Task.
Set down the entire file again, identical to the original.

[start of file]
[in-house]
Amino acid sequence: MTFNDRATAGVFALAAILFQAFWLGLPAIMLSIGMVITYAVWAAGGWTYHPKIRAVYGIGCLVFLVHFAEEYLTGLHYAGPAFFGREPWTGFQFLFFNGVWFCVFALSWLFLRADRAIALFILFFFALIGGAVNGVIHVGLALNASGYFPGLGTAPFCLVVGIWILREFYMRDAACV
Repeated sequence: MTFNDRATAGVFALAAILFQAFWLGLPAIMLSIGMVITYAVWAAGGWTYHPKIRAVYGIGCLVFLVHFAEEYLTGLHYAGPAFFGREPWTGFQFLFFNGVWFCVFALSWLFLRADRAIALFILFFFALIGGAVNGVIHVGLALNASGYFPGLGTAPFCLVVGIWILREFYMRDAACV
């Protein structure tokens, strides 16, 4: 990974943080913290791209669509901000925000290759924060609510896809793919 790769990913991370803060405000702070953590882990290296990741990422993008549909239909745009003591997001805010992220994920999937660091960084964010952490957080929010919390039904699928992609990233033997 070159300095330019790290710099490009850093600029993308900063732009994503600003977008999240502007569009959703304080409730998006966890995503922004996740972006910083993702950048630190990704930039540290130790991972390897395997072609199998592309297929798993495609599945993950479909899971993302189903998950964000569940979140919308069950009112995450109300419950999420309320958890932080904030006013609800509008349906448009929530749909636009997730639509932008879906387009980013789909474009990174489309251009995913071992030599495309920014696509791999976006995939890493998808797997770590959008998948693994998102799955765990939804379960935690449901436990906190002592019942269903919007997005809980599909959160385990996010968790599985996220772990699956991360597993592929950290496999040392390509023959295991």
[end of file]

[in-house]
Amino acid sequence: MTFNDRATAGVFALAAILFQAFWLGLPAIMLSIGMVITYAVWAAGGWTYHPKIRAVYGIGCLVFLVHFAEEYLTGLHYAGPAFFGREPWTGFQFLFFNGVWFCVFALSWLFLRADRAIALFILFFFALIGGAVNGVIHVGLALNASGYFPGLGTAPFCLVVGIWILREFYMRDAACV
Repeated sequence: MTFNDRATAGVFALAAILFQAFWLGLPAIMLSIGMVITYAVWAAGGWTYHPKIRAVYGIGCLVFLVHFAEEYLTGLHYAGPAFFGREPWTGFQFLFFNGVWFCVFALSWLFLRADRAIALFILFFFALIGGAVNGVIHVGLALNASGYFPGLGTAPFCLVVGIWILREFYMRDAACV
């Protein structure tokens, strides 16, 4: 990974943080913290791209669509901000925000290759924060609510896809793919 790769990913991370803060405000702070953590882990290296990741990422993008549909239909745009003591997001805010992220994920999937660091960084964010952490957080929010919390039904699928992609990233033997 070159300095330019790290710099490009850093600029993308900063732009994503600003977008999240502007569009959703304080409730998006966890995503922004996740972006910083993702950048630190990704930039540290130790991972390897395997072609199998592309297929798993495609599945993950479909899971993302189903998950964000569940979140919308069950009112995450109300419950999420309320958890932080904030006013609800509008349906448009929530749909636009997730639509932008879906387009980013789909474009990174489309251009995913071992030599495309920014696509791999976006995939890493998808797997770590959008998948693994998102799955765990939804379960935690449901436990906190002592019942269903919007997005809980599909959160385990996010968790599985996220772990699956991360597993592929950290496999040392390509023959295991």